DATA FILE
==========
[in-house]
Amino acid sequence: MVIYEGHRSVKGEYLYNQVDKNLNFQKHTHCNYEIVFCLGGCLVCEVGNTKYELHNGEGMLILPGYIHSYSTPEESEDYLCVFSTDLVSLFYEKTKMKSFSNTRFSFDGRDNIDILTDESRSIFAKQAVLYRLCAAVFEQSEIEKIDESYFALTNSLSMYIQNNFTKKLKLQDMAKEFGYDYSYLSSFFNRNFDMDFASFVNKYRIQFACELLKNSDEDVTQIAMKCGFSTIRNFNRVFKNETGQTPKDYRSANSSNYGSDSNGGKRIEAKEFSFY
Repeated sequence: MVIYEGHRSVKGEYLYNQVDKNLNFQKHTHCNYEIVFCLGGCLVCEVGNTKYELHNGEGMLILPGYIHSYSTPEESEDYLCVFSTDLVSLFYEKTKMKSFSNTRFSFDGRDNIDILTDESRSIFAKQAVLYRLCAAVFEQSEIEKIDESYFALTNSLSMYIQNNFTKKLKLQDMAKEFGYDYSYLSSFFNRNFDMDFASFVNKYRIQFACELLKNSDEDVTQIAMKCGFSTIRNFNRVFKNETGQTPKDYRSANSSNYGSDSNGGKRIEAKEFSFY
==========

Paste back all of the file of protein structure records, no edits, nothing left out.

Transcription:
[in-house]
Amino acid sequence: MVIYEGHRSVKGEYLYNQVDKNLNFQKHTHCNYEIVFCLGGCLVCEVGNTKYELHNGEGMLILPGYIHSYSTPEESEDYLCVFSTDLVSLFYEKTKMKSFSNTRFSFDGRDNIDILTDESRSIFAKQAVLYRLCAAVFEQSEIEKIDESYFALTNSLSMYIQNNFTKKLKLQDMAKEFGYDYSYLSSFFNRNFDMDFASFVNKYRIQFACELLKNSDEDVTQIAMKCGFSTIRNFNRVFKNETGQTPKDYRSANSSNYGSDSNGGKRIEAKEFSFY
Repeated sequence: MVIYEGHRSVKGEYLYNQVDKNLNFQKHTHCNYEIVFCLGGCLVCEVGNTKYELHNGEGMLILPGYIHSYSTPEESEDYLCVFSTDLVSLFYEKTKMKSFSNTRFSFDGRDNIDILTDESRSIFAKQAVLYRLCAAVFEQSEIEKIDESYFALTNSLSMYIQNNFTKKLKLQDMAKEFGYDYSYLSSFFNRNFDMDFASFVNKYRIQFACELLKNSDEDVTQIAMKCGFSTIRNFNRVFKNETGQTPKDYRSANSSNYGSDSNGGKRIEAKEFSFY